How does genetics play a big part in how much you can curl?

Have you ever wondered why that guy who’s much smaller than you can naturally curl more than you?

Well it all depends on the insertion point of the bicep onto the forearm and the length of your forearm in comparison to your frame.


First, we must understand a basic mechanical concept called moments. The easiest example of moments to understand is that of a seesaw, to keep a seesaw straight 2 people of the same weight must sit an equal but opposite distance away from the middle (the pivot point) - But what happens if person A is twice the weight of person B? Well It may come intuitively, especially if you played on the seesaw a lot as a child, but person A will have to sit at half the distance from the middle to keep the seesaw straight. To put this more scientifically, the clockwise moment caused by person A is balanced by the anticlockwise moment of person B.


So how do we calculate moments?

Well, a moment is equal to the force applied about an axis, multiplied by the distance from the axis perpendicular (right angle) to the direction the force is being applied. Moments are typically calculated in Newton-meters, meaning the distance should be measured in meters and the force measured in newtons (1kg = 2.2lbs=9.81N)


So how does this work in the bicep?

Here’s a picture of the bicep showing where the distal bicep tendon inserts onto the forearm, with the distance of the insertion point from the elbow (pivot point) and the length of the forearm clearly labelled.



Now this may not be clear to see because the pivot point is at the end of the system and not the middle, but this set up is the exact same as the seesaw in the earlier example but in this case, it is the dumbbell that is creating the clockwise moment and the bicep that is creating the anticlockwise moment as it is pulling the forearm upwards and in the opposing direction of the dumbbell.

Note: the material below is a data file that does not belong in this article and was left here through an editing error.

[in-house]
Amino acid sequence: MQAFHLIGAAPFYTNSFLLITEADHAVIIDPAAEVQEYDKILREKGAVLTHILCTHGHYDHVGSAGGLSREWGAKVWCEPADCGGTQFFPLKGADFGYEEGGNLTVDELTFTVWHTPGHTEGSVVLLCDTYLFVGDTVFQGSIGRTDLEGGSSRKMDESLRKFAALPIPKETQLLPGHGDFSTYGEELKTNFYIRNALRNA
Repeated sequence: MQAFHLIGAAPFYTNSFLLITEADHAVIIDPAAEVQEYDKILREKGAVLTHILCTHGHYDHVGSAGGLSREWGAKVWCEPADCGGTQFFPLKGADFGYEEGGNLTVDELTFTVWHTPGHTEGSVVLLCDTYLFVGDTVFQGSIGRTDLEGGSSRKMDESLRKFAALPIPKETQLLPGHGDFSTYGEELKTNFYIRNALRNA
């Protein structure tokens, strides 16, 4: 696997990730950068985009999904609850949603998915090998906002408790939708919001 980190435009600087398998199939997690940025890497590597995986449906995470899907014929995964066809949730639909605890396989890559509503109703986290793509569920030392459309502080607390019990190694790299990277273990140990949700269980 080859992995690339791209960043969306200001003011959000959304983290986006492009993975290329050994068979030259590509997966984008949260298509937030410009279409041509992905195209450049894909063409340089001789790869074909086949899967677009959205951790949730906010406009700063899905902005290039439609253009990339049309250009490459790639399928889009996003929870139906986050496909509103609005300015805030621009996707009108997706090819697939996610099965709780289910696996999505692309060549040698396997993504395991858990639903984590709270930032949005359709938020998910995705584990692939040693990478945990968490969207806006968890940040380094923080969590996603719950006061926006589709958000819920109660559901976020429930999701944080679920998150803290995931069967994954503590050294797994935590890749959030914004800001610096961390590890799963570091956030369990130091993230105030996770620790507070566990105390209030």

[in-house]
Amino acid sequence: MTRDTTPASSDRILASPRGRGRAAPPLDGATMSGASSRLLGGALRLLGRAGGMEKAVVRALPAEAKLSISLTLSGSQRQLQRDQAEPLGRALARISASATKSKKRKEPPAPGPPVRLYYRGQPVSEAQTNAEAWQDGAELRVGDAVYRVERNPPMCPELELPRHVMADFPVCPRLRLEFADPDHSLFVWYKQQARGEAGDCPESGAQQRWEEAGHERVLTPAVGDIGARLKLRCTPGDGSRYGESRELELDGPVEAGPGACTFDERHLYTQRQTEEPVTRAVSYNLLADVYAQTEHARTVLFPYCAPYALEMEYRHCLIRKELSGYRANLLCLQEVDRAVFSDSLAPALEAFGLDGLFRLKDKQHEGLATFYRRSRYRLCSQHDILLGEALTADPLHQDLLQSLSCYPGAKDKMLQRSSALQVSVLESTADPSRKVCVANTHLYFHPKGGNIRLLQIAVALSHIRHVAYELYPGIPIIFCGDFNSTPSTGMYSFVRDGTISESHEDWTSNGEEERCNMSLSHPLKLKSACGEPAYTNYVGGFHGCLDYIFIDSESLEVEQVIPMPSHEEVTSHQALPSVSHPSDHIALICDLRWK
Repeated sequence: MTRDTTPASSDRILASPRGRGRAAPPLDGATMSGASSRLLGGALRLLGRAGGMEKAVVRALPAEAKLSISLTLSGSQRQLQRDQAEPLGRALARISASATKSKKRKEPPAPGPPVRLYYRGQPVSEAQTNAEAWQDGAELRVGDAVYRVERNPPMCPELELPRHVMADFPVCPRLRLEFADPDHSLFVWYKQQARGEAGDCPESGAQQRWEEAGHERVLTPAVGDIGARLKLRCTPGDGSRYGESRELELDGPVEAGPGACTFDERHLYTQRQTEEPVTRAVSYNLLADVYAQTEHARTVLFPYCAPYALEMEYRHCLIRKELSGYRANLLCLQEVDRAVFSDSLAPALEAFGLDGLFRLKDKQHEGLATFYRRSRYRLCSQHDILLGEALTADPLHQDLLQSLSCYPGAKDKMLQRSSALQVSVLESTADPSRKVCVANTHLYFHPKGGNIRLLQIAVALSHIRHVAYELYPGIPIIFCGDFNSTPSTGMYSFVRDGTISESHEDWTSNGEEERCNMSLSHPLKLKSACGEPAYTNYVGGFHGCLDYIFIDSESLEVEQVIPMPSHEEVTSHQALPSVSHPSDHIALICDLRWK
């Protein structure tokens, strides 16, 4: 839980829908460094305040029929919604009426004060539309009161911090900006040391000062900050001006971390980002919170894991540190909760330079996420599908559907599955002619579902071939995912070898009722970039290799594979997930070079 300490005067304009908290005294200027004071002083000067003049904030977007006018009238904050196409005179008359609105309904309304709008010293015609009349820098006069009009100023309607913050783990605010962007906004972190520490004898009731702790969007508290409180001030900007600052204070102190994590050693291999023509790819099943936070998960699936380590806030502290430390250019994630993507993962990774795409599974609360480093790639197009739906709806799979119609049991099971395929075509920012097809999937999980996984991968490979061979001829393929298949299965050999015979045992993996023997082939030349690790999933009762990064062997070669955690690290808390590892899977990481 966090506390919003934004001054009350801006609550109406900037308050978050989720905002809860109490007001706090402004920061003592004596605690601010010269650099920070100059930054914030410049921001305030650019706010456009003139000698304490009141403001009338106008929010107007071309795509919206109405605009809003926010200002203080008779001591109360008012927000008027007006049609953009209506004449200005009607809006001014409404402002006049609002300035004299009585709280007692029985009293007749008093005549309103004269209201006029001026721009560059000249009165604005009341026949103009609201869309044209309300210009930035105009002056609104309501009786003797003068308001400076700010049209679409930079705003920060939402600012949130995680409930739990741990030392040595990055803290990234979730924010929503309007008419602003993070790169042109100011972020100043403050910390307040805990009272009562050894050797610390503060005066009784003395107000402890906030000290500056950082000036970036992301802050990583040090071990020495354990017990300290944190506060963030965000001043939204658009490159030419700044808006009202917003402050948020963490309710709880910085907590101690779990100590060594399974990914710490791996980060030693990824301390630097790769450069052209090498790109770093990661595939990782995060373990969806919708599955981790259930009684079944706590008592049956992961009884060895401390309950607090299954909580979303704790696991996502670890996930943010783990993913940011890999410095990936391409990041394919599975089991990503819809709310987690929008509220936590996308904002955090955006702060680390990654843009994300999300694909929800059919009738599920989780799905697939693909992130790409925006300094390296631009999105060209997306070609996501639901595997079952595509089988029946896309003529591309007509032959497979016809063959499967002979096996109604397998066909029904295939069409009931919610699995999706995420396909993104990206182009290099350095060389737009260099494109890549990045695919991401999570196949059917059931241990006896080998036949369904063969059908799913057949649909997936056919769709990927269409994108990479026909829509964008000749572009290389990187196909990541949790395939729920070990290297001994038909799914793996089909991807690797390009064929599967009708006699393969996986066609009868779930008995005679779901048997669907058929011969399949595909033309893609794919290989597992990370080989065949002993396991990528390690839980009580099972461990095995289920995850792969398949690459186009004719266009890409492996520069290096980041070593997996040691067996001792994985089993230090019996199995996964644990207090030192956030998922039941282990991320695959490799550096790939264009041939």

So, let’s see if we can create an equation to represent this setup when the arm is fixed in the position above.

Imagine the bicep being in an isocentre state, so that it is neither concentric or eccentrically contracting, this means the clockwise and anticlockwise moments for the forearm must be equal therefore


Rearranging this to find out the force produced by the bicep we get:


Now we get to the point where the title starts to make sense and we talk about genetics.

Genetics is the main factor determining where your distal bicep tendon inserts onto your forearm. The range of which is between 2cm and 6 cm, this is almost exclusive to body size, however, taller people with longer limbs are more likely to find themselves at the higher end of this range but even then, there is still a large variation. Using the equation above it is then clear to see that if someone with the same forearm length curled the same weight, the force the bicep produced can be 3 times less for someone with a 6cm insertion point compared to a 2cm one. This also means if they produce the same bicep force they can curl 3 times the weight.


This is easier to see if you compare the scenario to a door on a hinge - the closer to the hinge you push, the more force you must apply to get it to open, but the further away you push, the easier it is to open.


The equation also shows that if the forearm is shorter, the less bicep force is required to lift the weight, so now you should be asking yourself why smaller framed people with shorter limbs can’t curl massive weights?

Well, this is simple. smaller framed people also have smaller biceps (and smaller bicep potential) and thus can’t produce the same bicep force as a larger framed individual (this is obviously relative to training as someone with a small frame who has been lifting for a while can produce more bicep force than an untrained large framed person).


But what if they’re the same frame but the forearm is small in comparison to the rest of the frame?

Well the average forearm length for males and females is 275mm +/- 18mm. So let’s take someone with 257mm forearms (the smallest of this range) – yes, they can lift more if they can produce the same bicep force but only 6.5% more than the average as the length has only decreased by 6.5%. This means the insertion point has a much more dramatic effect on how easily you can curl a certain weight than forearm length does.

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